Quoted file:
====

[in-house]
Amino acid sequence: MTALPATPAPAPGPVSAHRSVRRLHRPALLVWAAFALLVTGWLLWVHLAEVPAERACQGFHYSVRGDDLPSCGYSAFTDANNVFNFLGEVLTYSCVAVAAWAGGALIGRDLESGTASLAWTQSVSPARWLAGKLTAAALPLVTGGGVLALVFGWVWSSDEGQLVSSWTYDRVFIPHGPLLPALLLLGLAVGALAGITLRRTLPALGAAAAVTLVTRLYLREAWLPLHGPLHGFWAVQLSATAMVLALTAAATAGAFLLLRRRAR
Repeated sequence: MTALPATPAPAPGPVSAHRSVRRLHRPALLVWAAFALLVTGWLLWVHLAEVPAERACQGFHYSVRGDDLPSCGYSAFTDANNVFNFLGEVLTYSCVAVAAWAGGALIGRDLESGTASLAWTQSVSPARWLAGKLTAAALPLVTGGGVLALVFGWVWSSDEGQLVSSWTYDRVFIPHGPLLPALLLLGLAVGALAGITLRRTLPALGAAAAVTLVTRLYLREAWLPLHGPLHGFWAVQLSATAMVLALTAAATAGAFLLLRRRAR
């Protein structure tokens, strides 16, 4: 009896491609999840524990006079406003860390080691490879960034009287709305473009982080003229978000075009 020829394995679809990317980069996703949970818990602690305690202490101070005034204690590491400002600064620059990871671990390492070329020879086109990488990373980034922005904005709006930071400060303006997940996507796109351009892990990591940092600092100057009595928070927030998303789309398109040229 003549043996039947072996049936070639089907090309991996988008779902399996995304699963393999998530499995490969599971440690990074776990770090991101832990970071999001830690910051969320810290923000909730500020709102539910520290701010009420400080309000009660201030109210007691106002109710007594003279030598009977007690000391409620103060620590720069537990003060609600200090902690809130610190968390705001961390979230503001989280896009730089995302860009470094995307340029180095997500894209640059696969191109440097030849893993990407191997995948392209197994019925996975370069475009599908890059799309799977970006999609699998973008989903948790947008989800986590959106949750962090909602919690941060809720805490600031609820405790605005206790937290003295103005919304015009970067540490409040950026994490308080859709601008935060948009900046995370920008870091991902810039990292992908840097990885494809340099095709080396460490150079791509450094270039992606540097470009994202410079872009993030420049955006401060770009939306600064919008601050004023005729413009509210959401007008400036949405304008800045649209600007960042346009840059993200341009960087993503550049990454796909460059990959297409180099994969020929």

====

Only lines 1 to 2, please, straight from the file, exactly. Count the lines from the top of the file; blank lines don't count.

[in-house]
Amino acid sequence: MTALPATPAPAPGPVSAHRSVRRLHRPALLVWAAFALLVTGWLLWVHLAEVPAERACQGFHYSVRGDDLPSCGYSAFTDANNVFNFLGEVLTYSCVAVAAWAGGALIGRDLESGTASLAWTQSVSPARWLAGKLTAAALPLVTGGGVLALVFGWVWSSDEGQLVSSWTYDRVFIPHGPLLPALLLLGLAVGALAGITLRRTLPALGAAAAVTLVTRLYLREAWLPLHGPLHGFWAVQLSATAMVLALTAAATAGAFLLLRRRAR